Wednesday, 25 March 2020

LA Mayor: Close Your Business or We Will Shut Off Your Water & Power

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Los Angeles Mayor Eric Garcetti threatened “non-essential” businesses, warning them that he will cut off their water and electricity if they fail to heed the city’s stay-at-home order.

“This behavior is irresponsible and selfish,” the mayor said of businesses that remain open. He went on to announce the “business ambassadors program,” an effort to get owners of non-essential businesses to close up shop.

Upon having their water and power terminated, businesses found in violation of the order will be contacted by neighborhood prosecutors.

“The easiest way to avoid a visit is to follow the rules,” Garcetti stated.

The briefing came a day after Garcetti announced an order prohibiting evictions and the removal of rental units from the market.

During that briefing, Garcetti called on employees of non-essential businesses that have not yet shut down to report their employers to city officials.

“Shut it down or we will shut you down,” he said.

The mayor also rebuked those who have ignored “social distancing” recommendations. “For those who still haven’t heeded the call to stay home, who are not physically distancing, who crowded beaches and canyons, we know who you are and this is serious. Stay home and save lives.”

As of Tuesday, Los Angeles County had 669 confirmed coronavirus cases and 11 deaths, while the state has reported 2,566 cases with 51 deaths.

California Governor Gavin Newsom announced a statewide lockdown last week. Residents are only to leave their homes for groceries and essential services, while social events and public gatherings are prohibited. Every business deemed “non-essential” is to close its doors.

“Everyone is required to stay home except to get food, care for a relative or friend, get necessary health care, or go to an essential job. If you go out, keep at least 6 feet of distance,” the state’s website reads.

The police department of Chula Vista, California, is planning to use drones to break up crowds and perform other coronavirus-related functions amid the public health panic.

The department recently purchased two $11,000 drones that will be equipped with speakers and night-vision cameras.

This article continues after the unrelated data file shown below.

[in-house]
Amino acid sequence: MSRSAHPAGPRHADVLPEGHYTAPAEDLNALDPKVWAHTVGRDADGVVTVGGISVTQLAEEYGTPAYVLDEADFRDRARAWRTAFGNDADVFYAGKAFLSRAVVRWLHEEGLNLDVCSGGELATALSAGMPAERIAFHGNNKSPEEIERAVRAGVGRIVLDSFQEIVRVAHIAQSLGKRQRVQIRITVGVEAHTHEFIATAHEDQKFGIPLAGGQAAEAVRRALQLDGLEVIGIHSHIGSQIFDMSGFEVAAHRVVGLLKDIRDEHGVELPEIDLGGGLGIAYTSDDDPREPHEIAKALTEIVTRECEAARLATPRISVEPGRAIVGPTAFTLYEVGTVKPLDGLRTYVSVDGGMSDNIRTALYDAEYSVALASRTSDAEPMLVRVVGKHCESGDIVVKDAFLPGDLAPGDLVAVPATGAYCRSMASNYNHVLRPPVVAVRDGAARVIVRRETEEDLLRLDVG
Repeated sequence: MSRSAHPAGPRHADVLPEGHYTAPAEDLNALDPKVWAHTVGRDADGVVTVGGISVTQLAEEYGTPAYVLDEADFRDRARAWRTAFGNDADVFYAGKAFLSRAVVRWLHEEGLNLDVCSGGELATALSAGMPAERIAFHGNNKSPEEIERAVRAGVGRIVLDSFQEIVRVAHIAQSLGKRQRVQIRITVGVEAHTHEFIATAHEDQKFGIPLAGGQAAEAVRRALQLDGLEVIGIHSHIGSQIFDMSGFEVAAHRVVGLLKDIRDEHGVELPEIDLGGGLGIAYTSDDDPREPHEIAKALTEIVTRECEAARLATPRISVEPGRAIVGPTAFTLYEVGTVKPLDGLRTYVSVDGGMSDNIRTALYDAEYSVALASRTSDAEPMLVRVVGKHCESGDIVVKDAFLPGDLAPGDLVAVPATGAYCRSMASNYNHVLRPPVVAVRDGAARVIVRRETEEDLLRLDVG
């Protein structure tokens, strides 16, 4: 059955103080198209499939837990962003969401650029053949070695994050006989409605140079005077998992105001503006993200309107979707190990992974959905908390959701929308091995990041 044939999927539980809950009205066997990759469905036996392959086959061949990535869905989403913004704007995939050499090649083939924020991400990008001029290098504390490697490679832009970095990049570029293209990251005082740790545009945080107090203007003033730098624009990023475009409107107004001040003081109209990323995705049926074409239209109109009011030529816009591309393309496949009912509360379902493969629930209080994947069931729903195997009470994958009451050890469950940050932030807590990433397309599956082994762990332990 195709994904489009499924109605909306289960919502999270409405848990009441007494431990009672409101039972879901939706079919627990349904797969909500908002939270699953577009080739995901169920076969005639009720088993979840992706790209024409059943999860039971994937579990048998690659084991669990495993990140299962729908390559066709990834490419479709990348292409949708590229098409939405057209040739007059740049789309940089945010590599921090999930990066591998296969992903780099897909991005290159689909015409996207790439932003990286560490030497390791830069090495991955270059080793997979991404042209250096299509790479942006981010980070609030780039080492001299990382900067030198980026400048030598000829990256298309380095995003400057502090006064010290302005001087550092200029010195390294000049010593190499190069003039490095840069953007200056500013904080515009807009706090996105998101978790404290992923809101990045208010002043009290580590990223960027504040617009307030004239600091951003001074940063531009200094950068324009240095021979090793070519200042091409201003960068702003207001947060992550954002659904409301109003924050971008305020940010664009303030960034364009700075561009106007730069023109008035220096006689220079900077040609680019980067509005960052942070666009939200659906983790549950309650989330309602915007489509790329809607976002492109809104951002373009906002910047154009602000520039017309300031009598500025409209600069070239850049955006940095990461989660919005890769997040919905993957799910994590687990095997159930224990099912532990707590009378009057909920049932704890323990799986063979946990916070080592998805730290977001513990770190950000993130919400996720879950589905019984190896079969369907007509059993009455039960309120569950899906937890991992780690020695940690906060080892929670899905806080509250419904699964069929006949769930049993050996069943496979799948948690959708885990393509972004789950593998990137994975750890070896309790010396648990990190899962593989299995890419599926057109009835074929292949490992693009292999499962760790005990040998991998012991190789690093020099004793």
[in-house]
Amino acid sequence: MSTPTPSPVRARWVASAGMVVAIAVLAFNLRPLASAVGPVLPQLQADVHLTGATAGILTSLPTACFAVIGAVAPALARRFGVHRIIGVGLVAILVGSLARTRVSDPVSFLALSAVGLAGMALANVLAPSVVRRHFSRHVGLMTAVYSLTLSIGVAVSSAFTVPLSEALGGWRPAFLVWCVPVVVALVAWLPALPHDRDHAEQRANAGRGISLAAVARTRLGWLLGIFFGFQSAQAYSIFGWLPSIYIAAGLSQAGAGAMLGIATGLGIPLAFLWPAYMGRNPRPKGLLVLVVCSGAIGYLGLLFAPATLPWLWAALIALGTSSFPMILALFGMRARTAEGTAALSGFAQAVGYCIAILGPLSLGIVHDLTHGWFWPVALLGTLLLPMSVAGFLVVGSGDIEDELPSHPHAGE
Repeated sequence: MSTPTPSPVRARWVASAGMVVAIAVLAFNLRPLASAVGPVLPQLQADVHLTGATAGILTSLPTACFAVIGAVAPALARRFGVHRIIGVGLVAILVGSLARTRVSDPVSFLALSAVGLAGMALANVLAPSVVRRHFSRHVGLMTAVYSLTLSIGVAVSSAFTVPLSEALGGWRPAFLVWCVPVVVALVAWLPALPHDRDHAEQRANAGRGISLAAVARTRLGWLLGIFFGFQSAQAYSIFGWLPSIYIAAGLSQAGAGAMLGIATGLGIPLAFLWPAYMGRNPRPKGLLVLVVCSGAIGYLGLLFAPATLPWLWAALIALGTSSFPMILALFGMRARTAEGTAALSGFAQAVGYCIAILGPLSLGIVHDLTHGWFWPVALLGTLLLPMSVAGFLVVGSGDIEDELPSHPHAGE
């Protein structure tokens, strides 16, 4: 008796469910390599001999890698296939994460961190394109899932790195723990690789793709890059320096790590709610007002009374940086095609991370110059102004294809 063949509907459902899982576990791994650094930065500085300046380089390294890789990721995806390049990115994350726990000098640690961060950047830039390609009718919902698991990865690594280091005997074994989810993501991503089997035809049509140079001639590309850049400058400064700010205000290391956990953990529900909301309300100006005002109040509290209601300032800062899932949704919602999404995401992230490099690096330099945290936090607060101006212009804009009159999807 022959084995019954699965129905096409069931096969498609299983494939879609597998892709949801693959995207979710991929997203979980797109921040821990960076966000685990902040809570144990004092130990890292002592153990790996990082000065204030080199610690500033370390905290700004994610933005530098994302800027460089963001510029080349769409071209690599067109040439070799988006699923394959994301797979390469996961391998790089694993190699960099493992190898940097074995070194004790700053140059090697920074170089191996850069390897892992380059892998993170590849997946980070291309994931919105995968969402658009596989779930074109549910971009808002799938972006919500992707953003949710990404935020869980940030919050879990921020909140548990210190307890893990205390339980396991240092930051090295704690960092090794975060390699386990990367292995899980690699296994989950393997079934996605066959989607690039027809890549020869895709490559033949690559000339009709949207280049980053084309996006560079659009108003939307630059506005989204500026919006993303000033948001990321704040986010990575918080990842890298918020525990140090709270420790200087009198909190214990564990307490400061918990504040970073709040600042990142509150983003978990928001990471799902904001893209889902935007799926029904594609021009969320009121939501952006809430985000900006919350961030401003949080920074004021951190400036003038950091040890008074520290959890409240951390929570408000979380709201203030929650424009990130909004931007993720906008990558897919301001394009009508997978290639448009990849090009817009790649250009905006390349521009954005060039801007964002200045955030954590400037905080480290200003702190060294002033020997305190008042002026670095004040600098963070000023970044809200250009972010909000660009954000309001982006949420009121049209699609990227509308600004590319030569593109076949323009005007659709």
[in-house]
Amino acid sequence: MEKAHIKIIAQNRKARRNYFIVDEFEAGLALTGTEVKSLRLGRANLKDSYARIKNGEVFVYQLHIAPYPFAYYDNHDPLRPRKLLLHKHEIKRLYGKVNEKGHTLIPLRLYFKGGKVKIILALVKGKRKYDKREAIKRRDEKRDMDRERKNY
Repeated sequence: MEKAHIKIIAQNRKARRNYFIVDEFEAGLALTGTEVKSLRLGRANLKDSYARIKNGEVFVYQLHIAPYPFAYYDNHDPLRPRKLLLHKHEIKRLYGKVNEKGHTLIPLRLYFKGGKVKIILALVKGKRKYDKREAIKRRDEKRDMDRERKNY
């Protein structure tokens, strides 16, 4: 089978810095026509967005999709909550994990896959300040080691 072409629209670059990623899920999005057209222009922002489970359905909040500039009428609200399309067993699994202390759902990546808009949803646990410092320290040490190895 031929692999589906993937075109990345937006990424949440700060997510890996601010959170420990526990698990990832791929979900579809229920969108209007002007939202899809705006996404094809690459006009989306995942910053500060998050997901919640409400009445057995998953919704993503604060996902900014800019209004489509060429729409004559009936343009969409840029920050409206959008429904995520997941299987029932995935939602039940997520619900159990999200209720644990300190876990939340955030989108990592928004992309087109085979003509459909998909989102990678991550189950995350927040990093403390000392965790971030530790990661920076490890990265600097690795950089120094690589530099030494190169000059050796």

“We have not traditionally mounted speakers to our drones, but ...  if we need to cover a large area to get an announcement out, or if there were a crowd somewhere that we needed to disperse — we could do it without getting police officers involved,” said Captain Vern Sallee.

“The outbreak has changed my view of expanding the program as rapidly as I can,” he added.

In a statement, police tried to quell fears that the technology would be used to destroy citizens’ rights.

“Police drones will not be used for random patrol, to follow or surveil residents going about their daily routines, or other invasive tactics which would hinder the freedoms we all enjoy in our community,” the statement assured.

Despite President Trump’s support of containment measures such as social distancing and his backing of the $6 trillion coronavirus stimulus package working its way through Congress, he has in recent days signaled that he wants the country to return to some form of normalcy sooner rather than later.

In an interview, the president suggested Easter as a possible date to end lockdowns around the country, saying, “I would love to aim it right at Easter Sunday so we’re open for church services on Easter Sunday.… That would be a beautiful thing.… You’ll have packed churches all over the country. I think that this will be a beautiful time.”

Garcetti, however, didn’t think Los Angeles would be open for business “in that short time.”

“We won’t extend it one day longer than we need to,” the Democrat posited, but emphasized that the “safer at home” measure had to be followed through.

Similarly, Newsom called President Trump’s Easter remark “misleading.”

“We’re trying to bend the curve, but we haven’t bent it. The question is: early April, I think that would be misleading to represent, at least for California,” he said.

In places where states haven’t issued stay-at-home orders, some counties are taking it upon themselves to do so. The mayor of Orange County, Florida, announced Tuesday that he would sign an order to go into effect Thursday at 11pm.

County residents may only go out to buy groceries, medicine, and essential supplies. Non-essential businesses must cease their activities.

Sheriff John Mina warned that people who violate the order could receive $50 citations or up to 50 days in jail.

The county’s health officer, Dr. Raul Pino, said people must stay at home because people transmit the virus to other people.

“The safe assumption is that everyone else has it,” Pino said. “Even if you have a negative test today doesn’t mean you can’t have it tomorrow.”

Image: Leo Patrizi via iStock / Getty Images Plus

Luis Miguel is a writer whose journalistic endeavors shed light on the Deep State, the immigration crisis, and the enemies of freedom. Follow his exploits on FacebookTwitterBitchute, and at

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